- Anthony DeGregorio on Sandy Hook Was Good for Business
- Maurice T. Cunningham on Sandy Hook Was Good for Business
- Philip F. Filosa on Sandy Hook Was Good for Business
- Nancy Frank on Ed and Cooter: Just a couple of “Good Ole Boys.”
- Headlines for Wednesday, May 15, 2013 » MASSterList on How will Obama’s “scandals” impact the MA Senate race?
Tag Archives: Barack Obama
The Internal Revenue Service targeting conservative organizations, the changing Benghazi story, and now we find that the Department of Justice obtained two months of phone records from reporters and editors of Associated Press. It isn’t quite truthiness but is it time for Stephen Colbert to add another new word to our political lexicon?
Before The GOP goes gonzo for Gomez as Gabrielle Gurley puts it in Commonwealth Magazine, they should read Jeff Jacoby’s realistic Sunday column in the Boston Globe. To Gomez’s refrain that he has always been a Republican, Jacoby writes: “He has yet to tell voters why — and why they should find that attractive.” But that is the problem here – Massachusetts voters do not find the Republican Party to be attractive, especially its national variant.
No one has studied Where the votes are in Boston longer or with more precision than Larry DiCara, so read his article in CommonWealth Magazine to prep for the mayoral race, with a field that may be larger than the entrants in the Kentucky Derby.
Professor Ubertaccio has been dismissive of the value of the modern State of the Union speech here, here, and here so in the spirit of cranky academic brotherhood let me point out some ugly moments and one good one in this year’s SOTU by President Barack Obama.
Ever think gee, I’d like to serve my country – - perhaps an ambassadorship or Cabinet post. Prepare yourself for one of the worst experiences of your life — the confirmation process, says former Ambassador Christopher Hill (confirmed five times) in America’s Unconfirmed Hostages.
So with the president re-elected he (and we) won’t have to endure any more campaigning from him, correct? Incorrect. The perpetual need for money is so great that President Obama can look forward to many fund-raising events in the next four years (Bill Clinton attended 471 second-term fund-raisers). Read about it in Professor Brendan J. Doherty’s New York Times piece, A Campaign Without End.
The Yale economist Robert J. Shiller is urging President Barack Obama to find a new metaphor to define his second term policies that would make inclusion its focus. Shiller means economic inclusion, which he sees as essential to our national and global progress. You can read Shiller’s post A Metaphor for Obama over at Project Syndicate.
One of the narratives that came out of the 2012 campaign was that “the people” (read: Obama backers) narrowly escaped an election hijacked by a narrow band of one-percenters funding Mitt Romney and associated SuperPACS. The reality is somewhat more complicated, as my UMB colleagues Tom Ferguson and Jie Chen and Paul Jorgenson of the University of Texas show in Revealed: Why the Pundits Are Wrong About Big Money and the 2012 Elections. As the authors argue it isn’t that some loose alliance of “the people” beat back big money, but that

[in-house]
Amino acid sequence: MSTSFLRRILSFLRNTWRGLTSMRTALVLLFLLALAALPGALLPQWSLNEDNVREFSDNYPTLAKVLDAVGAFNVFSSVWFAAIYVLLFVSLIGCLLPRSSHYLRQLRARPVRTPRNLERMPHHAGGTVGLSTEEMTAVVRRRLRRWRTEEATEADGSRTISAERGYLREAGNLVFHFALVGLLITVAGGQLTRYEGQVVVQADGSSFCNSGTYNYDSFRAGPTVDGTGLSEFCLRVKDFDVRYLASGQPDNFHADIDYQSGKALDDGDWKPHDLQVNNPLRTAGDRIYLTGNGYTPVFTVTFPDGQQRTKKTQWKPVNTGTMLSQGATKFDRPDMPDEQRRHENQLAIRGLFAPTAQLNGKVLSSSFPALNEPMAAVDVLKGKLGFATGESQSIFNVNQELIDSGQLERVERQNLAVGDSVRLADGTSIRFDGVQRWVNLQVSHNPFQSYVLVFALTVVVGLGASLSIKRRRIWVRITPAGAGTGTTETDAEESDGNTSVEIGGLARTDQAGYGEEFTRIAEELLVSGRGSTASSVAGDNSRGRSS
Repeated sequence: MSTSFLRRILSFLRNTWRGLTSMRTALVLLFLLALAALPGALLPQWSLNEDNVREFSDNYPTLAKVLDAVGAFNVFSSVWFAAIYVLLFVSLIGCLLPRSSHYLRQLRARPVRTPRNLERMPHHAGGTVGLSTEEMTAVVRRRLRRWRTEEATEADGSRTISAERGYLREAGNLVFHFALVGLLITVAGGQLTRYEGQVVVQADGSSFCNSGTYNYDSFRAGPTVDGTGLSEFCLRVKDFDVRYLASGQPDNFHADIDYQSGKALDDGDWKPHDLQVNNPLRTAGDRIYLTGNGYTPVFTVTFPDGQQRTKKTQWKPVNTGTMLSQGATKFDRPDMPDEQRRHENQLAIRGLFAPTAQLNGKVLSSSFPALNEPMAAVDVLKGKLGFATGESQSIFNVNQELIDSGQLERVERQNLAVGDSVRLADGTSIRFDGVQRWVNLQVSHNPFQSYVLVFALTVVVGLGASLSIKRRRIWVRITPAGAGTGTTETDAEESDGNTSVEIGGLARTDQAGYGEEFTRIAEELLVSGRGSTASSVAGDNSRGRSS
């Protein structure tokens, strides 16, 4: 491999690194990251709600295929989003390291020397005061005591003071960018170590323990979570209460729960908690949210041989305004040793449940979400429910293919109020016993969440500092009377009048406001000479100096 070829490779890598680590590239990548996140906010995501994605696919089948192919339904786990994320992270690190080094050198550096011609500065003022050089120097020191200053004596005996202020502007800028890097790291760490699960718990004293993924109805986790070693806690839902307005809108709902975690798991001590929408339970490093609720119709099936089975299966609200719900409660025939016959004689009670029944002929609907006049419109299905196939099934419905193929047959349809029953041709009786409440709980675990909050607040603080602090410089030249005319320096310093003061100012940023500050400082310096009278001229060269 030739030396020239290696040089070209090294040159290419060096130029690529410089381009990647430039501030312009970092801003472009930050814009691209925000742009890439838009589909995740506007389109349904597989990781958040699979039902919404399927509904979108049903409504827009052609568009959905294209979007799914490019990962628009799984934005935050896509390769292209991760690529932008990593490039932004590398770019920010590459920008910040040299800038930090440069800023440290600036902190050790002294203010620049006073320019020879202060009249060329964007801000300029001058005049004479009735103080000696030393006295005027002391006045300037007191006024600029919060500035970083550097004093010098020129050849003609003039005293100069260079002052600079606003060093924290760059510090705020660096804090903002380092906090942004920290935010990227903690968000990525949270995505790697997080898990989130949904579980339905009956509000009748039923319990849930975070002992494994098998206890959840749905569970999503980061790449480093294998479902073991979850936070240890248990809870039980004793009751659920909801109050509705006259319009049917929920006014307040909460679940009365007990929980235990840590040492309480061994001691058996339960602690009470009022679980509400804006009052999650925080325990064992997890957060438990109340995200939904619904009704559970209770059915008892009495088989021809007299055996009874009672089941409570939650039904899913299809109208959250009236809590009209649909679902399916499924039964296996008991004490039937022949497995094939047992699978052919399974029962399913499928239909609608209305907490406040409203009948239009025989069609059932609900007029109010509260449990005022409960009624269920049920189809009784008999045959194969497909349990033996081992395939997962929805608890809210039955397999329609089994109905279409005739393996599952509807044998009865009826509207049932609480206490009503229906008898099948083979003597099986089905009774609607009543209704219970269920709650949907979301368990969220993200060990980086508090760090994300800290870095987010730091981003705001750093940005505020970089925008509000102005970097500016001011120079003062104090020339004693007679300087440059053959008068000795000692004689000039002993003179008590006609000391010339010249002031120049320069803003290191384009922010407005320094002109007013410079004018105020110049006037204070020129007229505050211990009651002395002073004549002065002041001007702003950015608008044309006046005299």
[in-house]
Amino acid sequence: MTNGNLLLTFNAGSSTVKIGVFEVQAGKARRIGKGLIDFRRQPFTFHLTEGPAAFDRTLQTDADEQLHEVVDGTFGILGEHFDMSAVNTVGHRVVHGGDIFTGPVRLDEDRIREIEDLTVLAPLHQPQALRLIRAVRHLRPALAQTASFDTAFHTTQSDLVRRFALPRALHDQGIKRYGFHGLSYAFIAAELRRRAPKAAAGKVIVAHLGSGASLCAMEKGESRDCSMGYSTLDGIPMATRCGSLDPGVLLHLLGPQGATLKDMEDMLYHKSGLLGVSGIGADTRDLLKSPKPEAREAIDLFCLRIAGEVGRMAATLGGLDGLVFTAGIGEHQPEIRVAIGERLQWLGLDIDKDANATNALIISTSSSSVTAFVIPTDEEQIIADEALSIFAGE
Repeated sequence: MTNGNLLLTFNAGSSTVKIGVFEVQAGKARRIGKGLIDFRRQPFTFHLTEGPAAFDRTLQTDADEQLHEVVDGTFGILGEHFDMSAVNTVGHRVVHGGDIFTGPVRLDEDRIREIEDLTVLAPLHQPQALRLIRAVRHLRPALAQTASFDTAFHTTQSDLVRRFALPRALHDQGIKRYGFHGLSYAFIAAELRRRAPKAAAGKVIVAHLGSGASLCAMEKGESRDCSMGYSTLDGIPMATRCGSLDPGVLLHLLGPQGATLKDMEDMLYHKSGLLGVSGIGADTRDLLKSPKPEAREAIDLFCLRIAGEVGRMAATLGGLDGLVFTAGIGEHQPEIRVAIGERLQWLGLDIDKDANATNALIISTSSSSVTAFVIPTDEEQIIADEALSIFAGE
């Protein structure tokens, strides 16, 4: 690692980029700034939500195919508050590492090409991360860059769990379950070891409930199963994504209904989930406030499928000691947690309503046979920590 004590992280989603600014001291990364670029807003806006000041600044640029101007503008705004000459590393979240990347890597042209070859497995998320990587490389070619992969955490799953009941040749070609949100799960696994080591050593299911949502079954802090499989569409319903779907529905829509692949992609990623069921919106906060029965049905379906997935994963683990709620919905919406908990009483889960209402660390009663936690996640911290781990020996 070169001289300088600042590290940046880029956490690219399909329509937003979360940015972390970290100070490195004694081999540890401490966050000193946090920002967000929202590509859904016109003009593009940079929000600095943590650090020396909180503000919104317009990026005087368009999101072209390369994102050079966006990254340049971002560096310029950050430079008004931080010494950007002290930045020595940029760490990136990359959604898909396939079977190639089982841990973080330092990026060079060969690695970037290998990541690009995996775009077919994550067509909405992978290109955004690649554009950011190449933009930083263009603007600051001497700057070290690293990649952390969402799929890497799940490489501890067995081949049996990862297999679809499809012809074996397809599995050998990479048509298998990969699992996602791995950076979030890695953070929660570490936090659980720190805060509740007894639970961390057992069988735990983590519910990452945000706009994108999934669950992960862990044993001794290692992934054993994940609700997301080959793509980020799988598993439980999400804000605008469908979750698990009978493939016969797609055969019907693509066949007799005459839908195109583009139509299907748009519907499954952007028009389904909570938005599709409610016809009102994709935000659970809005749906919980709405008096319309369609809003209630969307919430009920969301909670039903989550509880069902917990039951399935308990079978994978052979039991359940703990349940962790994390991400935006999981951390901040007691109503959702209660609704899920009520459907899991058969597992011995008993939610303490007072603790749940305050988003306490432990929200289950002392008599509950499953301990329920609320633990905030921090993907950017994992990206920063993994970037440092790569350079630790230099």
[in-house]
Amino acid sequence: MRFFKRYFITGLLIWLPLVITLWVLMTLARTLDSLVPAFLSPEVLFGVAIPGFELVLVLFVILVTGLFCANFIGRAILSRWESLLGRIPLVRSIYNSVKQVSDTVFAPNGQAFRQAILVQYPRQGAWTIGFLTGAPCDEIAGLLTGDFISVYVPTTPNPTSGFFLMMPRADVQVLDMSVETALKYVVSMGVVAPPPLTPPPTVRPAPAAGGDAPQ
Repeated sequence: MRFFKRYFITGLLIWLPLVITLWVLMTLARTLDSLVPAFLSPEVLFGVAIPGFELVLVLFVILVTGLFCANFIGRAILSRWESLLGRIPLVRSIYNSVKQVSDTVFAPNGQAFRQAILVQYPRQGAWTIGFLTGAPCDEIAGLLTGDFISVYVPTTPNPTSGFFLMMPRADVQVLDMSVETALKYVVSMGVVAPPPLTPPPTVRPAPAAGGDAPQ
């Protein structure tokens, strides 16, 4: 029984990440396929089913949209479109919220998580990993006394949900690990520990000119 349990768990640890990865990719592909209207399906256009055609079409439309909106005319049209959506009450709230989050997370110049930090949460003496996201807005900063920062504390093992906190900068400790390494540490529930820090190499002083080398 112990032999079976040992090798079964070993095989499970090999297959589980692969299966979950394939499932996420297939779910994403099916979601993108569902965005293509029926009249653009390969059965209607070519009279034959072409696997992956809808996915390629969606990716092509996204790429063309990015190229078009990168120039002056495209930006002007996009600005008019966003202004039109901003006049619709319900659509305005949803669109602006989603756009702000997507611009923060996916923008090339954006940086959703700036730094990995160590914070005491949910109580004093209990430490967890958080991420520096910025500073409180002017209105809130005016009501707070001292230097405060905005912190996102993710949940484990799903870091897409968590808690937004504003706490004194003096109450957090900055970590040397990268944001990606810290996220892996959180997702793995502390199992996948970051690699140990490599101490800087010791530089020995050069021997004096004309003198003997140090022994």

Our conclusion is that there is nothing paradoxical about the Republican loss. One campaign funded largely by the super-rich lost to another just about as affluently funded.
One of the economics blogs I like to check out is Project Syndicate, where University of California at Berkeley economist J. Bradford DeLong recently posted America’s Political Recession. Professor DeLong takes up the notion of a bipartisan solution for our economic woes and has an interesting take on the intransigence of the Republican Party:
Obama broadly follows Ronald Reagan’s (second-term) security policy, George H.W. Bush’s spending policy, Bill Clinton’s tax policy, the bipartisan Squam Lake Group’s financial-regulatory policy, Perry’s immigration policy, John McCain’s climate-change policy, and Mitt Romney’s health-care policy (at least when Romney was governor of Massachusetts). And yet he has gotten next to no Republicans to support their own policies.
Some of us look back through our gauzy memories and remember President Ronald Reagan and Speaker Tip O’Neill working together to solve the nation’s challenges. As Nina Totenberg on NPR reminded us today, they were fierce partisans with differing views of the role of government. But Totenberg says, they each had respect for the co-equal branch and institutional place of the other. That seems lacking today.
Boston PR firm SolomonMcCown& hosted Gov. Deval Patrick for a post-election chat at the Boston Harbor Hotel Wednesday morning. I’ll have more to say about it in future posts perhaps but amidst the high policy and good humor from a relaxed governor there was this moving moment, which I quote from the SolomonMcCown& page on the event:
“(The governor) became emotional briefly in acknowledging that ‘it’s hard to engage on race in America,’ adding: ‘It’s all around us, but we haven’t figured out as a nation yet how to acknowledge both the extraordinary progress we have made … and how much remains to be done.’”
Today is Election Day in America and we should be grateful for how fortunate we are. We get to elect our leaders and our votes are counted honestly and competently (almost always) and if an incumbent loses he or she actually leaves the office. This sort of thing hasn’t happened all that many times in human history and doesn’t happen to this day in many places We get to take it for granted.